• Cheryl

Country Time Tuesday

New blog day added to the lineup! Wednesday is “Lump Day,” or my day to discuss breast cancer and life thereafter. Friday is “Happy Hour,” or my day to share my creative pursuits and what I accomplished during the week. And from now on, Tuesday will be “Country Time” - my day to talk about everyday life out in the country on the old family farm.

It’s Casey’s family farm, not mine, but we live in the 100-plus-year-old farmhouse, and the property still includes 120 acres. Casey’s dad remembers growing up here and helping his own dad with the crops and the animals. Much of it is wooded now, but a good many of the fields are still farmable and are leased out to a neighboring farmer - in the three-plus years since I moved out here, there have been corn and soybean crops. The animals are long gone, the barn since turned into storage for the auto body shop Casey and his dad have in the garage that’s been here for decades. Another barn was mostly destroyed in a fire quite some time ago, and what remained has become Casey’s paint booth for the shop.

Casey’s mom lives across the road, on an acre or so of the farm that was gifted to her and his dad when they first got married; the entire family built the house themselves - Casey remembers helping with that, too, when he was maybe three or four years old. Also across the road, on land that buts up against Casey’s mom’s, is a huge field overlooking the valley where his sister hopes to build a house of her own one day.

We have one neighboring farm we can see, with the small herd of cows who have the baby cows - the “dots” - I love to watch and report on; that farm is directly across the road from Casey’s mom. We have a next-door neighbor who lives *immediately* next door - just a house, no farm, not much acreage at all. And that’s the extent of our neighbors. It’s so quiet out here, so tranquil. Our road is a main connecting road from one part of town to another, so there’s a bit of traffic, but otherwise, the most activity we see is wildlife - plenty of deer, a number of groundhogs, raccoons, skunks, possums, and coyotes, which we’ve never actually seen but which we hear yipping down in the valley, and sometimes even closer. We occasionally take in a stray cat that’s been dumped out here - too many people just assume that farms are happy to have cats, and so they just bring pets they no longer want and leave them out here, which infuriates all of us. Casey’s dad especially has a soft spot for animals. Spike, our outdoor black cat - nicknamed “The King” - lives in the garage and does his best to chase away the strays, as the farm is HIS kingdom. But Casey’s dad tells him they have to get along. Spike grumbles.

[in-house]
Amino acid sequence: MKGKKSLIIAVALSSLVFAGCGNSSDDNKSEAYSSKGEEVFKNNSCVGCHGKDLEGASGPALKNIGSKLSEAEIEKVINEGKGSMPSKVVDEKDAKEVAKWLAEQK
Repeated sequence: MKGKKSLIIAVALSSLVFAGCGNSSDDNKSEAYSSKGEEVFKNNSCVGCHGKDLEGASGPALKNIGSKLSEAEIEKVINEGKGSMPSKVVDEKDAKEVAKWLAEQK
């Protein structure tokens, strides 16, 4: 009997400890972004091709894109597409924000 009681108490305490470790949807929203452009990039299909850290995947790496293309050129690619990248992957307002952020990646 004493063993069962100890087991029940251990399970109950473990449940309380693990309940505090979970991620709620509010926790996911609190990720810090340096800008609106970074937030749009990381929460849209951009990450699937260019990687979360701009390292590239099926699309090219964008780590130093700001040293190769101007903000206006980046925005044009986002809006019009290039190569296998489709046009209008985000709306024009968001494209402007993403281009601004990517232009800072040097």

I grew up in Johnstown, but our neighborhood, where my parents still live, is quiet and bordered by woods on one end, so I’ve always appreciated nature, and there’s plenty of it out here, which I love. But the isolation has its pros and cons: it’s been particularly nice during this pandemic, because we can be outside and go for walks and not really have to worry about running into anyone, yet generally speaking, it’s not always convenient to live a good 20 minutes from the nearest grocery store. And forget about shopping for fun - there’s nowhere to shop except for the general store-type place in town, which is itself several miles away.

Having grown up in a bona fide neighborhood, I do miss the things that come along with that - the sounds of lawn mowers and kids playing, trick-or-treaters at Halloween, the overall sense of being part of a community. I miss being close to civilization. I miss living in a modern home - we only just installed electrical outlets in the upstairs bedrooms a couple of years ago! So the last few years have been an adjustment for me, that’s for sure. But the pride that Casey and his family have in this place is touching, and I have to admit that it’s pretty cool to live in a place that has such deep family roots. I never get tired of the gorgeous rural scenery, and the peacefulness that comes with it. I love being able to see the Milky Way on clear nights. And the artist in me enjoys the challenge of making over the farmhouse and turning it into *our* home.

There is indeed a lot to be said for living in the country.